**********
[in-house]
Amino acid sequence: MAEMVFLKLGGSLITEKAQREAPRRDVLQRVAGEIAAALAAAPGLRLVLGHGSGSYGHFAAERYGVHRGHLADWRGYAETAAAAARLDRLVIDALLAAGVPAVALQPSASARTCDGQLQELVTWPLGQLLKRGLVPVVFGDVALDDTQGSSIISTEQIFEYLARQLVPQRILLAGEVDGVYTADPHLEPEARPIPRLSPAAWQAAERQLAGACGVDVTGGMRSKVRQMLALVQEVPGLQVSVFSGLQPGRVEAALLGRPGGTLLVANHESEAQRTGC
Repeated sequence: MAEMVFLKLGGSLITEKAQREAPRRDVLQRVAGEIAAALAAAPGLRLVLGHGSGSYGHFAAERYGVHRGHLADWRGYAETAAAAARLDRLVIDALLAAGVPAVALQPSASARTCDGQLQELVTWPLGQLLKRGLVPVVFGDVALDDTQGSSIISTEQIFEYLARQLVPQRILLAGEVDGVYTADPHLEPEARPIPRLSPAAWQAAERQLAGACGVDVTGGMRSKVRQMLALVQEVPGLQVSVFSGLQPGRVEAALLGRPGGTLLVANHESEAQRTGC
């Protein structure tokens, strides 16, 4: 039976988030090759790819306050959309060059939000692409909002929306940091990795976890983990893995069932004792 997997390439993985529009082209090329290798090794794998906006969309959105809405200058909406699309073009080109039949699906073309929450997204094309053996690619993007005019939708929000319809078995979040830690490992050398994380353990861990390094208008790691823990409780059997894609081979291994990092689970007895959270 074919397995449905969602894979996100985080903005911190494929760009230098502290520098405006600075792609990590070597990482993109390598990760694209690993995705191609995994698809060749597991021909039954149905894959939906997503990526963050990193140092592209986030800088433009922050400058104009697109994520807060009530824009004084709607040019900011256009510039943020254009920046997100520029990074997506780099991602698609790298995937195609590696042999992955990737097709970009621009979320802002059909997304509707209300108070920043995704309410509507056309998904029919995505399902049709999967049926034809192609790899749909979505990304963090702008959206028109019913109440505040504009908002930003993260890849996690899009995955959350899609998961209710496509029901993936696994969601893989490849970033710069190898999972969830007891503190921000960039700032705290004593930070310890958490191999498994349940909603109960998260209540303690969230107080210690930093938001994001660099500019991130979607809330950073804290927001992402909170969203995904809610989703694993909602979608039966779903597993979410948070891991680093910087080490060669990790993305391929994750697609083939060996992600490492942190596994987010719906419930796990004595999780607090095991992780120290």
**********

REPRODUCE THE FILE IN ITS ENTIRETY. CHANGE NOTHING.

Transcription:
[in-house]
Amino acid sequence: MAEMVFLKLGGSLITEKAQREAPRRDVLQRVAGEIAAALAAAPGLRLVLGHGSGSYGHFAAERYGVHRGHLADWRGYAETAAAAARLDRLVIDALLAAGVPAVALQPSASARTCDGQLQELVTWPLGQLLKRGLVPVVFGDVALDDTQGSSIISTEQIFEYLARQLVPQRILLAGEVDGVYTADPHLEPEARPIPRLSPAAWQAAERQLAGACGVDVTGGMRSKVRQMLALVQEVPGLQVSVFSGLQPGRVEAALLGRPGGTLLVANHESEAQRTGC
Repeated sequence: MAEMVFLKLGGSLITEKAQREAPRRDVLQRVAGEIAAALAAAPGLRLVLGHGSGSYGHFAAERYGVHRGHLADWRGYAETAAAAARLDRLVIDALLAAGVPAVALQPSASARTCDGQLQELVTWPLGQLLKRGLVPVVFGDVALDDTQGSSIISTEQIFEYLARQLVPQRILLAGEVDGVYTADPHLEPEARPIPRLSPAAWQAAERQLAGACGVDVTGGMRSKVRQMLALVQEVPGLQVSVFSGLQPGRVEAALLGRPGGTLLVANHESEAQRTGC
């Protein structure tokens, strides 16, 4: 039976988030090759790819306050959309060059939000692409909002929306940091990795976890983990893995069932004792 997997390439993985529009082209090329290798090794794998906006969309959105809405200058909406699309073009080109039949699906073309929450997204094309053996690619993007005019939708929000319809078995979040830690490992050398994380353990861990390094208008790691823990409780059997894609081979291994990092689970007895959270 074919397995449905969602894979996100985080903005911190494929760009230098502290520098405006600075792609990590070597990482993109390598990760694209690993995705191609995994698809060749597991021909039954149905894959939906997503990526963050990193140092592209986030800088433009922050400058104009697109994520807060009530824009004084709607040019900011256009510039943020254009920046997100520029990074997506780099991602698609790298995937195609590696042999992955990737097709970009621009979320802002059909997304509707209300108070920043995704309410509507056309998904029919995505399902049709999967049926034809192609790899749909979505990304963090702008959206028109019913109440505040504009908002930003993260890849996690899009995955959350899609998961209710496509029901993936696994969601893989490849970033710069190898999972969830007891503190921000960039700032705290004593930070310890958490191999498994349940909603109960998260209540303690969230107080210690930093938001994001660099500019991130979607809330950073804290927001992402909170969203995904809610989703694993909602979608039966779903597993979410948070891991680093910087080490060669990790993305391929994750697609083939060996992600490492942190596994987010719906419930796990004595999780607090095991992780120290």